7. The defendant contends that the charge given to the jury regarding a defendant's mere presence during the commission of a crime was potentially misleading, despite the fact that it was read accurately from the suggested pattern charge, Suggested Pattern Jury Instructions, Vol. II: Criminal Charges, Part 3 (C), p. 18 (1995). The charge was a correct statement of the law and, particularly when read together with the other charges, would not have misled the jury.
8. Wilson contends that the trial court erred by failing to provide for opening statements at the beginning of the sentencing phase and by giving inadequate guidance to the jury in the sentencing phase. We disagree. Allowing opening statements at the beginning of the sentencing phase is the better practice, but it is not required. Smith v. State, 270 Ga. 240 (15) (510 SE2d 1) (1998)
. Furthermore, the trial court's instructions at the beginning of the sentencing phase, particularly when viewed together with the instructions given to the jury before it began deliberating on Wilson's sentence, provided ample guidance to the jury in fixing Wilson's sentence in the manner prescribed by law.
9. Wilson contends that the trial court's failure to charge the jury a second time on the credibility of witnesses during the penalty phase was reversible error. A second charge might be the better practice, but we find that the trial court had fully charged the jury with regard to the credibility of witnesses and expert witnesses during the guilt/innocence phase of the trial. The trial court's charge would have been understood by the jury to apply to all witnesses in both phases of the trial. This is comparable to a trial court's not again defining reasonable doubt in the sentencing phase after doing so in the guilt/innocence phase, which we have held not to be grounds for reversal. Cromartie v. State, 270 Ga. 780 (22) (514 SE2d 205) (1999)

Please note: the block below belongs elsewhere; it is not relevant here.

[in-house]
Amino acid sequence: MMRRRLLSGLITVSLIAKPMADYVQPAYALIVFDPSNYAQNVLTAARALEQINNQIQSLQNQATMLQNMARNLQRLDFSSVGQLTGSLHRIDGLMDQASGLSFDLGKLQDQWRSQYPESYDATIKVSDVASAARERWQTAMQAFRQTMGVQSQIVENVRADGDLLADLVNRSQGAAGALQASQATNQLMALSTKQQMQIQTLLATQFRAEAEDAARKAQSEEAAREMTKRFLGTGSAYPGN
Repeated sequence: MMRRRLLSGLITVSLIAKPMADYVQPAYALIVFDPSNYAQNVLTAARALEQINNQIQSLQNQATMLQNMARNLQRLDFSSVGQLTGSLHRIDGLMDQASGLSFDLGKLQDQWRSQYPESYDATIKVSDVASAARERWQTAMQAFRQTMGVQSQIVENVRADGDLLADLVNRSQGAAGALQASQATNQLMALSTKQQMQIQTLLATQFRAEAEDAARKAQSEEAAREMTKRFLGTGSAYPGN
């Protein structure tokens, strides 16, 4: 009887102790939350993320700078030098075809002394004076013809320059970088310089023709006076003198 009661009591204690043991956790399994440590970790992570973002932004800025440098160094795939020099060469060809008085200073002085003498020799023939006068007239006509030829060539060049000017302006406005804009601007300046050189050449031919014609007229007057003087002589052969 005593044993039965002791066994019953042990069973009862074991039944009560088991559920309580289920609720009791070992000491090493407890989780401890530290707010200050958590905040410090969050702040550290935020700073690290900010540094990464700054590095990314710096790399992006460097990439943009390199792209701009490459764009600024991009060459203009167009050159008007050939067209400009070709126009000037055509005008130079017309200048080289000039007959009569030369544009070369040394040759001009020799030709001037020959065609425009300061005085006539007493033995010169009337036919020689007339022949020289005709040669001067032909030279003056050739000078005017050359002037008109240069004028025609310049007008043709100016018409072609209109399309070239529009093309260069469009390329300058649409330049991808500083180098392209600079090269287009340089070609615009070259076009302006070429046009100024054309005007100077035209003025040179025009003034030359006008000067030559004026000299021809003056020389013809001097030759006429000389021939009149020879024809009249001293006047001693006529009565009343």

; Bennett v. State, 262 Ga. 149 (10)
(f) (414 SE2d 218
) (1992). Accordingly, we find that the trial court's failure to charge the jury a second time on the credibility of witnesses was not reversible error.
12. Wilson contends that the trial court erred by not charging the jury that a finding of an aggravating circumstance must be unanimous. However, reversal on this ground is not required when, as in this case, the trial court charged the jury that its verdict as to the penalty must be unanimous. Sears v. State, 270 Ga. 834 (7)
(e) (ii) (514 SE2d 426
) (1999); Davis v. State, 263 Ga. 5 (15) (426 SE2d 844) (1993)
13. Wilson contends that the trial court erred by denying his motion for a mistrial when, during the penalty phase, the jury heard inadmissible hearsay testimony suggesting Wilson had shot the victim. The hearsay testimony was heard by the jury when a witness for the State was asked when he first heard about Wilson's murder charge and answered, "[An investigator] called me up one day and told me that the boy that had shot me got out of prison and shot somebody else." The granting of a motion for a mistrial is within the discretion of the trial court, and the trial court's ruling will not be disturbed when the trial court has taken remedial measures sufficient to ensure a fair trial. Jones v. State, 267 Ga. 592 (1)
(b) (481 SE2d 821
) (1997); Cowards v. State, 266 Ga. 191 (3)
(c) (465 SE2d 677
) (1996). The record reveals that the trial court gave sufficient curative instructions and did not abuse its discretion in denying the defendant's motion for a mistrial.
14. Wilson contends that his right to a fair trial was abridged by the introduction of a photograph of the victim in life and by the manner in which that photograph was introduced. It is not error to admit a photograph of the victim in life; however, the better practice is to have the photograph identified by someone other than a close relative of the victim. James v. State, 270 Ga. 675 (5) (513 SE2d 207) (1999)